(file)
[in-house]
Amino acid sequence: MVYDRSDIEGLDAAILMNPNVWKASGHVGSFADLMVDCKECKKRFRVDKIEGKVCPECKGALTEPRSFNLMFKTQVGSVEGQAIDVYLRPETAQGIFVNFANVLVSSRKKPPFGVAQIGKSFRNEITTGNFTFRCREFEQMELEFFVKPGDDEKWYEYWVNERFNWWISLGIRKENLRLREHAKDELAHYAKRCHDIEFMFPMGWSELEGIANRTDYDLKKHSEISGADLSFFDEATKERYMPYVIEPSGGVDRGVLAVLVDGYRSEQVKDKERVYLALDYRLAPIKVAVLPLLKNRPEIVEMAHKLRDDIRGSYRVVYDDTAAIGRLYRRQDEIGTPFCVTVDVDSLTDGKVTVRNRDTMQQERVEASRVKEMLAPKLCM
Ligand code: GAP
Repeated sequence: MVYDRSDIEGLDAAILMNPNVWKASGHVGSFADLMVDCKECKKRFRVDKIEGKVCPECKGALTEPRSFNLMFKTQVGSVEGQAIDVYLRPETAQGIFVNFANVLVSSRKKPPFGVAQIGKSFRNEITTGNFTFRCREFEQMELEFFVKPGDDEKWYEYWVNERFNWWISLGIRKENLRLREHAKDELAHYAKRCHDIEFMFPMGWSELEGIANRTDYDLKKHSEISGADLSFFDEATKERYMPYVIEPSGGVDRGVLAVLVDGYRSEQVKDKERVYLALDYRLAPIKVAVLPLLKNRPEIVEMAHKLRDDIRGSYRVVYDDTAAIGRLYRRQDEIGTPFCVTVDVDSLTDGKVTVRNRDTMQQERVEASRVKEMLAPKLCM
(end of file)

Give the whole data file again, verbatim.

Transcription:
[in-house]
Amino acid sequence: MVYDRSDIEGLDAAILMNPNVWKASGHVGSFADLMVDCKECKKRFRVDKIEGKVCPECKGALTEPRSFNLMFKTQVGSVEGQAIDVYLRPETAQGIFVNFANVLVSSRKKPPFGVAQIGKSFRNEITTGNFTFRCREFEQMELEFFVKPGDDEKWYEYWVNERFNWWISLGIRKENLRLREHAKDELAHYAKRCHDIEFMFPMGWSELEGIANRTDYDLKKHSEISGADLSFFDEATKERYMPYVIEPSGGVDRGVLAVLVDGYRSEQVKDKERVYLALDYRLAPIKVAVLPLLKNRPEIVEMAHKLRDDIRGSYRVVYDDTAAIGRLYRRQDEIGTPFCVTVDVDSLTDGKVTVRNRDTMQQERVEASRVKEMLAPKLCM
Ligand code: GAP
Repeated sequence: MVYDRSDIEGLDAAILMNPNVWKASGHVGSFADLMVDCKECKKRFRVDKIEGKVCPECKGALTEPRSFNLMFKTQVGSVEGQAIDVYLRPETAQGIFVNFANVLVSSRKKPPFGVAQIGKSFRNEITTGNFTFRCREFEQMELEFFVKPGDDEKWYEYWVNERFNWWISLGIRKENLRLREHAKDELAHYAKRCHDIEFMFPMGWSELEGIANRTDYDLKKHSEISGADLSFFDEATKERYMPYVIEPSGGVDRGVLAVLVDGYRSEQVKDKERVYLALDYRLAPIKVAVLPLLKNRPEIVEMAHKLRDDIRGSYRVVYDDTAAIGRLYRRQDEIGTPFCVTVDVDSLTDGKVTVRNRDTMQQERVEASRVKEMLAPKLCM